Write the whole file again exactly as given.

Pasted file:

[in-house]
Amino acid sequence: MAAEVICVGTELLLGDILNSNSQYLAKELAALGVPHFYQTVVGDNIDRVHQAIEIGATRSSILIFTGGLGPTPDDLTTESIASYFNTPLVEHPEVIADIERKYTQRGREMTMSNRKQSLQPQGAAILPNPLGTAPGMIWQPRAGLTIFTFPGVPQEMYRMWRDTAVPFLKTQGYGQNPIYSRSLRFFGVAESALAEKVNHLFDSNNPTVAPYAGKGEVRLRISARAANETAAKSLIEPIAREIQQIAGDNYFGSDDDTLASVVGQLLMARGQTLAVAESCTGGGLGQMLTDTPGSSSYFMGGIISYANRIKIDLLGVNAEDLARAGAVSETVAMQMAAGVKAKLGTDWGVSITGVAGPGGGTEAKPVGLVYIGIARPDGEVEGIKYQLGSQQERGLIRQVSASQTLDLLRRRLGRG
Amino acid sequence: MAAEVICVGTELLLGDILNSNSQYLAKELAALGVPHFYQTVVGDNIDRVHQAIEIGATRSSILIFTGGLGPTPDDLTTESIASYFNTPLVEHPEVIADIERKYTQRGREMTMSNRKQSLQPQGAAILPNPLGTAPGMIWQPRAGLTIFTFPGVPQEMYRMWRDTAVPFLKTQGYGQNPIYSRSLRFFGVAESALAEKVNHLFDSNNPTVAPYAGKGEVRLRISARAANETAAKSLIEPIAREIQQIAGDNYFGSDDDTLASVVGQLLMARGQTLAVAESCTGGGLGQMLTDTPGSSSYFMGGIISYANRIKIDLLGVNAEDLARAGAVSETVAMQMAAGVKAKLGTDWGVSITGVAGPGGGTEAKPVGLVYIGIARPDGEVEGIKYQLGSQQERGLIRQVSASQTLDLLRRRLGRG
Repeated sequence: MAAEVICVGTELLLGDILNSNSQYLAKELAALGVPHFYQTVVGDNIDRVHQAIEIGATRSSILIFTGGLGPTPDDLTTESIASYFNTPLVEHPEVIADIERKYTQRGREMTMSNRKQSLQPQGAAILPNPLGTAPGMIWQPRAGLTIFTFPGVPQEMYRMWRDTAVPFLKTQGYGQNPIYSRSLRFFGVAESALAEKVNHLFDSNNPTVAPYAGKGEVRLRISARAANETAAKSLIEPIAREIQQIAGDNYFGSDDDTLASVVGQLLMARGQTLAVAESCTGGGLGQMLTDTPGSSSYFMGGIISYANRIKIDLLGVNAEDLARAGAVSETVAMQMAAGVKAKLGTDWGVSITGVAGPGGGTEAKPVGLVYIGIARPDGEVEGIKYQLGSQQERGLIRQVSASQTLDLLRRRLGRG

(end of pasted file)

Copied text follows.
[in-house]
Amino acid sequence: MAAEVICVGTELLLGDILNSNSQYLAKELAALGVPHFYQTVVGDNIDRVHQAIEIGATRSSILIFTGGLGPTPDDLTTESIASYFNTPLVEHPEVIADIERKYTQRGREMTMSNRKQSLQPQGAAILPNPLGTAPGMIWQPRAGLTIFTFPGVPQEMYRMWRDTAVPFLKTQGYGQNPIYSRSLRFFGVAESALAEKVNHLFDSNNPTVAPYAGKGEVRLRISARAANETAAKSLIEPIAREIQQIAGDNYFGSDDDTLASVVGQLLMARGQTLAVAESCTGGGLGQMLTDTPGSSSYFMGGIISYANRIKIDLLGVNAEDLARAGAVSETVAMQMAAGVKAKLGTDWGVSITGVAGPGGGTEAKPVGLVYIGIARPDGEVEGIKYQLGSQQERGLIRQVSASQTLDLLRRRLGRG
Amino acid sequence: MAAEVICVGTELLLGDILNSNSQYLAKELAALGVPHFYQTVVGDNIDRVHQAIEIGATRSSILIFTGGLGPTPDDLTTESIASYFNTPLVEHPEVIADIERKYTQRGREMTMSNRKQSLQPQGAAILPNPLGTAPGMIWQPRAGLTIFTFPGVPQEMYRMWRDTAVPFLKTQGYGQNPIYSRSLRFFGVAESALAEKVNHLFDSNNPTVAPYAGKGEVRLRISARAANETAAKSLIEPIAREIQQIAGDNYFGSDDDTLASVVGQLLMARGQTLAVAESCTGGGLGQMLTDTPGSSSYFMGGIISYANRIKIDLLGVNAEDLARAGAVSETVAMQMAAGVKAKLGTDWGVSITGVAGPGGGTEAKPVGLVYIGIARPDGEVEGIKYQLGSQQERGLIRQVSASQTLDLLRRRLGRG
Repeated sequence: MAAEVICVGTELLLGDILNSNSQYLAKELAALGVPHFYQTVVGDNIDRVHQAIEIGATRSSILIFTGGLGPTPDDLTTESIASYFNTPLVEHPEVIADIERKYTQRGREMTMSNRKQSLQPQGAAILPNPLGTAPGMIWQPRAGLTIFTFPGVPQEMYRMWRDTAVPFLKTQGYGQNPIYSRSLRFFGVAESALAEKVNHLFDSNNPTVAPYAGKGEVRLRISARAANETAAKSLIEPIAREIQQIAGDNYFGSDDDTLASVVGQLLMARGQTLAVAESCTGGGLGQMLTDTPGSSSYFMGGIISYANRIKIDLLGVNAEDLARAGAVSETVAMQMAAGVKAKLGTDWGVSITGVAGPGGGTEAKPVGLVYIGIARPDGEVEGIKYQLGSQQERGLIRQVSASQTLDLLRRRLGRG